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Remember That Forest Fire Sparked By A Gender Reveal Party? New Video Shows Where It Went Horribly Wrong.

"Dickey will pay $100,000 in restitution and another $120,000 in monthly installments"

A video released by the U.S. Forest Service shows the moment that went horribly wrong when an off-duty Border Patrol agent in Arizona sparked an $8 million forest fire via a pyrotechnic stunt at a gender reveal party for his pregnant wife. Take a look:

Sparked in April 2017, the wildfire began when Border Patrol agent Dennis Dickey shot a target that contained Tannerite, an explosive substance designed to detonate when shot with a high-velocity firearm, according to Tuscon. As seen in the video above, which was obtained by the Arizona Daily Star through the Freedom of Information Act, the explosion emitted a blue powder to indicate the male gender; unfortunately, it also spread into the neighboring dry brush, sparking the notorious Sawmill Fire. Tannerite actually does sell a gender reveal package for just $85 online. The page warns, "some counties in the State of California may require an explosive or destructive device permit for use of binary rifle targets." No mention of Arizona.

This past September, Dennis Dickey plead guilty in federal court for the misdemeanor charge of starting a fire without a permit. He has been ordered to pay $220,000 in restitution. The fire caused $8.2 million in damage and required nearly 800 firefighters from various agencies to extinguish. More on the fire's damage from Tuscon:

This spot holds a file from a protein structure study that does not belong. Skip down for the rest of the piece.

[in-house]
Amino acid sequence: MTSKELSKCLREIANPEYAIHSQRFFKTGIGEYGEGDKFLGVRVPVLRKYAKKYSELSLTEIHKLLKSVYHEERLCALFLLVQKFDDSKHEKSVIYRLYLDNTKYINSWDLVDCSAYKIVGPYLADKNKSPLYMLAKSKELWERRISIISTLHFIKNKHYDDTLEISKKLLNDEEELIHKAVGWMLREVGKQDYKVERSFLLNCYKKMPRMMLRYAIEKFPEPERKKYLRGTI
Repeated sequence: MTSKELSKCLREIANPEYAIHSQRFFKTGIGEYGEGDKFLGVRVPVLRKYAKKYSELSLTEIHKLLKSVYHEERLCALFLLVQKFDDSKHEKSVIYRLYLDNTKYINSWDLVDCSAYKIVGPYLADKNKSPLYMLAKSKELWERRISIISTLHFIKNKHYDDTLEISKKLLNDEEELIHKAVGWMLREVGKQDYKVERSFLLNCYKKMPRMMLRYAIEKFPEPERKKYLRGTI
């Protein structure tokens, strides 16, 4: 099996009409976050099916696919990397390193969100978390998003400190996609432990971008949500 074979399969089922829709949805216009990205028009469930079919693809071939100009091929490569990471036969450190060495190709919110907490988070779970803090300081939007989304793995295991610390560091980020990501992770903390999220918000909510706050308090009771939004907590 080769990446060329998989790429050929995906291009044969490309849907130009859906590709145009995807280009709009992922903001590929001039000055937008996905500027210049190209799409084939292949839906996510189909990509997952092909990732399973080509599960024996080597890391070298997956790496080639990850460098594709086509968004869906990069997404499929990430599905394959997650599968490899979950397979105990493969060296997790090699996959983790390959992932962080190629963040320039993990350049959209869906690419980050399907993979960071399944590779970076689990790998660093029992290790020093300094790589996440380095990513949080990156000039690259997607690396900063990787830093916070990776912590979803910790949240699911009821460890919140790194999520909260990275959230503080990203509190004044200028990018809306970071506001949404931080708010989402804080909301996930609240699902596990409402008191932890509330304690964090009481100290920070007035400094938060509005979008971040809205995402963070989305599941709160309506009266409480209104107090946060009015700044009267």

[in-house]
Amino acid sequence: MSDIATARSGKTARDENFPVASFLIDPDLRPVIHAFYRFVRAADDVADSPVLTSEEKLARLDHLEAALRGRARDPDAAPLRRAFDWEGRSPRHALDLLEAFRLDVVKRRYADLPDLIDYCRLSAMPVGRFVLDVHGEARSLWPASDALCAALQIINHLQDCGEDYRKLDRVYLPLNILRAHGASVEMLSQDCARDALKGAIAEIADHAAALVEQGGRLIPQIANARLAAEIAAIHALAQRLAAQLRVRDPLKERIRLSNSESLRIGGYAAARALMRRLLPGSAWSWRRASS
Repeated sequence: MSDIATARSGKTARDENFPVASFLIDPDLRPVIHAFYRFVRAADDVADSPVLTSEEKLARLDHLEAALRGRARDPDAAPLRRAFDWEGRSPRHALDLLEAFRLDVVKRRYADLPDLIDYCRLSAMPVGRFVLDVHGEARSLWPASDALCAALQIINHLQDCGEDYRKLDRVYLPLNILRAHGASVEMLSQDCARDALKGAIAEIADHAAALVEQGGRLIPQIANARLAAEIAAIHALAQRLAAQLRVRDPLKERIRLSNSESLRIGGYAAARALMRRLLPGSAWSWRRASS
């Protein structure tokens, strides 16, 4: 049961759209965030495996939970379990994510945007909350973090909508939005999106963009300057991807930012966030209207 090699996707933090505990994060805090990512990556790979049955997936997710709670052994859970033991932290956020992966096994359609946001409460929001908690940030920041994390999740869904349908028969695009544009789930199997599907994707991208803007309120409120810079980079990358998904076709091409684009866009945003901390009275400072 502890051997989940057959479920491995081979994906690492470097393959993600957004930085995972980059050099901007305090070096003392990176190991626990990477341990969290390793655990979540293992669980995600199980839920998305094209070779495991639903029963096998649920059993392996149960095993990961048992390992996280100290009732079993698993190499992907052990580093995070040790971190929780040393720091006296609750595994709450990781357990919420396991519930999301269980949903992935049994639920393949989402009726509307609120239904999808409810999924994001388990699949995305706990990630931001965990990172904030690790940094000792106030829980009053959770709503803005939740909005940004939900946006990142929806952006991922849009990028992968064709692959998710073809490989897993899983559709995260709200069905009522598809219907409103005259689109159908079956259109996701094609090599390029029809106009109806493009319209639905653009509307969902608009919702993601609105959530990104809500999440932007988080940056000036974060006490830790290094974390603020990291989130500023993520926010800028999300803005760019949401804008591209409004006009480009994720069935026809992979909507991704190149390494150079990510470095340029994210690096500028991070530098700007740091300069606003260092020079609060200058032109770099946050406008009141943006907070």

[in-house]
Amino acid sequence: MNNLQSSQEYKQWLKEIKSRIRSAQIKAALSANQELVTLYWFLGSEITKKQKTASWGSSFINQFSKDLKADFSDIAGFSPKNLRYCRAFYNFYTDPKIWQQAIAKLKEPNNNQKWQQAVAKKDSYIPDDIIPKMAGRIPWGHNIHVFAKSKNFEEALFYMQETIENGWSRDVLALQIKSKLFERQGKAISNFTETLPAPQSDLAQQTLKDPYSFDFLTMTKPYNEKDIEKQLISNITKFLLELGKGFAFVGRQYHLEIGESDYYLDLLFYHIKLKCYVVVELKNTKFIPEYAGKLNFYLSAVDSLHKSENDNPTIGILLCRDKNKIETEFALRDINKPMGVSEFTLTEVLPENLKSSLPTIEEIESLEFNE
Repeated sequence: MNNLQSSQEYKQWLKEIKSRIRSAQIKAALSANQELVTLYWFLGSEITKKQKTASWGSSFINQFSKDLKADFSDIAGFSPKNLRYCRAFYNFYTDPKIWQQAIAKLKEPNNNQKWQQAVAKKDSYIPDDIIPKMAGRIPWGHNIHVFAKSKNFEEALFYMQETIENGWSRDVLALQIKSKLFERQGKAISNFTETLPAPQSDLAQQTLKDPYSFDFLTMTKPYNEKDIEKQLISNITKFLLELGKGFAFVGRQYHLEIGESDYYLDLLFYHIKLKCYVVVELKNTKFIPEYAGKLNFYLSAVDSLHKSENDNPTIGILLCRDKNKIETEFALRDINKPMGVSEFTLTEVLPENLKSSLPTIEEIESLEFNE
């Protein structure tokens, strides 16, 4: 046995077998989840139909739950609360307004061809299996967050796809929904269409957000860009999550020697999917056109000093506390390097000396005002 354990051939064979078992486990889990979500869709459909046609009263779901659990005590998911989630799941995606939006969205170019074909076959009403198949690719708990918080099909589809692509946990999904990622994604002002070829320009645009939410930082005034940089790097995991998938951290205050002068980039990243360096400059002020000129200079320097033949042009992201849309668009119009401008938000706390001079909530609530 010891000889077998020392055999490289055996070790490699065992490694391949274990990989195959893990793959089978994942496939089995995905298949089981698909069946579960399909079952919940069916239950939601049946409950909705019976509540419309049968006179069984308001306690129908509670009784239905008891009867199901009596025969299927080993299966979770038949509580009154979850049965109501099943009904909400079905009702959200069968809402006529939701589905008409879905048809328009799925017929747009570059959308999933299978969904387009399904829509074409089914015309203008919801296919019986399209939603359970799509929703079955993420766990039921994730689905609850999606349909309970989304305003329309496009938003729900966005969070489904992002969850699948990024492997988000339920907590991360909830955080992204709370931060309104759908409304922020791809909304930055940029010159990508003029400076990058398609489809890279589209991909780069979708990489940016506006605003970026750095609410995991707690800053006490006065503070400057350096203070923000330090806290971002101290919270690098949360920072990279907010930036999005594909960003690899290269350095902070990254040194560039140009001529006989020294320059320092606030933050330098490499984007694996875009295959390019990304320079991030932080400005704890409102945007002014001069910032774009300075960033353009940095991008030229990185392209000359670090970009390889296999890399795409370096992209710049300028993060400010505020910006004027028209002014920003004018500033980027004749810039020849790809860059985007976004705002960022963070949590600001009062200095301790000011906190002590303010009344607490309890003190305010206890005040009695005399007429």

The fire was started by Dickey on state-owned land near Madera Canyon. It spread across the Santa Rita Mountains foothills to Forest Service and Bureau of Land Management land, including portions of the Empire Ranch. At its peak, the fire forced the closure of Arizona 83.

At the time Dickey shot the explosive target, winds were gusting up to 40 mph and the National Weather Service had issued a fire watch, Chuck Wunder, chief of the Green Valley Fire Department, told the Arizona Daily Star in May 2017. A fire watch is a red flag, warning that “conditions are ideal for wildland fire combustion and that there is potential for rapid spread,” Wunder said.

No injuries were reported from the fire and no buildings were destroyed, but some households in the Greaterville and Singing Valley areas were evacuated. At times, hundreds of homeowners were under pre-evacuation orders.

Under his plea agreement, Dickey will pay $100,000 in restitution and another $120,000 in monthly installments of $500 for the next 20 years. He will also be sentenced to five years of probation.

The 37-year-old Dickey expressed his sincere apologies to U.S. Magistrate Judge Leslie A. Bowman, asserting he meant no harm.

"It was a complete accident," Dickey said. "I feel absolutely horrible about it. It was probably one of the worst days of my life."

Since Dickey did not intentionally start the fire, he could not be charged with arson. To pay the hefty fee of $110,000, he will borrow from his retirement. Other outlets have reported that Dickey has been forced to pay the full $8 million in damages, however his lawyer stated that would simply be unreasonable since he would never be able to pay it off. Heavy reports he kept his job as a Border Patrol agent.

 
 
 

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